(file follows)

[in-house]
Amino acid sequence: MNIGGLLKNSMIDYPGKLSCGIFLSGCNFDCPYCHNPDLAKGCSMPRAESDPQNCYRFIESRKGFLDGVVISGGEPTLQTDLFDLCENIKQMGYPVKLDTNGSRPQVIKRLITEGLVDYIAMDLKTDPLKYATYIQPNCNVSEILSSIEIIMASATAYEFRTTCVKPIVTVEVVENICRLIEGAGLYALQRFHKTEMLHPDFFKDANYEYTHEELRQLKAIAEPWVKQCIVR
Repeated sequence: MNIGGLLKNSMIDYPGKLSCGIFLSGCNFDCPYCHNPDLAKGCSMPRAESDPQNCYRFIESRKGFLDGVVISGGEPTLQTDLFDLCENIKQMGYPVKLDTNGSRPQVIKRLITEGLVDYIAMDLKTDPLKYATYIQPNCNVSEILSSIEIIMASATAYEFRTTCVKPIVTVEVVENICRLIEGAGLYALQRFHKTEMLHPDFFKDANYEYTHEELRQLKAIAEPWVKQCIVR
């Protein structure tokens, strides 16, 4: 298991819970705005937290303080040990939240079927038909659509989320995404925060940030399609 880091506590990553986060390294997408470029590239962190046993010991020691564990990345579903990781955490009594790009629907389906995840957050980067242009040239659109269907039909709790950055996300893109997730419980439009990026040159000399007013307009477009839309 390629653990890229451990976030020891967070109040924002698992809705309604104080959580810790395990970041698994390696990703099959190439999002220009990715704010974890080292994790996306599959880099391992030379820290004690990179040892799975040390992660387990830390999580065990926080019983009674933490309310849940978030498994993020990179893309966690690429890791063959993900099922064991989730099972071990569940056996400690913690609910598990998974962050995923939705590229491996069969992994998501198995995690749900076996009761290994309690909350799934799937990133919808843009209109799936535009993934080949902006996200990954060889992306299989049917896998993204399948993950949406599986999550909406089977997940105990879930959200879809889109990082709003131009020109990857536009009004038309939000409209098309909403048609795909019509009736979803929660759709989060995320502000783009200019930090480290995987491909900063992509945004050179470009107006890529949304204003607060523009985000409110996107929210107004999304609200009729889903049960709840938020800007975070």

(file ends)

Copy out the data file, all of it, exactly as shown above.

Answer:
[in-house]
Amino acid sequence: MNIGGLLKNSMIDYPGKLSCGIFLSGCNFDCPYCHNPDLAKGCSMPRAESDPQNCYRFIESRKGFLDGVVISGGEPTLQTDLFDLCENIKQMGYPVKLDTNGSRPQVIKRLITEGLVDYIAMDLKTDPLKYATYIQPNCNVSEILSSIEIIMASATAYEFRTTCVKPIVTVEVVENICRLIEGAGLYALQRFHKTEMLHPDFFKDANYEYTHEELRQLKAIAEPWVKQCIVR
Repeated sequence: MNIGGLLKNSMIDYPGKLSCGIFLSGCNFDCPYCHNPDLAKGCSMPRAESDPQNCYRFIESRKGFLDGVVISGGEPTLQTDLFDLCENIKQMGYPVKLDTNGSRPQVIKRLITEGLVDYIAMDLKTDPLKYATYIQPNCNVSEILSSIEIIMASATAYEFRTTCVKPIVTVEVVENICRLIEGAGLYALQRFHKTEMLHPDFFKDANYEYTHEELRQLKAIAEPWVKQCIVR
């Protein structure tokens, strides 16, 4: 298991819970705005937290303080040990939240079927038909659509989320995404925060940030399609 880091506590990553986060390294997408470029590239962190046993010991020691564990990345579903990781955490009594790009629907389906995840957050980067242009040239659109269907039909709790950055996300893109997730419980439009990026040159000399007013307009477009839309 390629653990890229451990976030020891967070109040924002698992809705309604104080959580810790395990970041698994390696990703099959190439999002220009990715704010974890080292994790996306599959880099391992030379820290004690990179040892799975040390992660387990830390999580065990926080019983009674933490309310849940978030498994993020990179893309966690690429890791063959993900099922064991989730099972071990569940056996400690913690609910598990998974962050995923939705590229491996069969992994998501198995995690749900076996009761290994309690909350799934799937990133919808843009209109799936535009993934080949902006996200990954060889992306299989049917896998993204399948993950949406599986999550909406089977997940105990879930959200879809889109990082709003131009020109990857536009009004038309939000409209098309909403048609795909019509009736979803929660759709989060995320502000783009200019930090480290995987491909900063992509945004050179470009107006890529949304204003607060523009985000409110996107929210107004999304609200009729889903049960709840938020800007975070």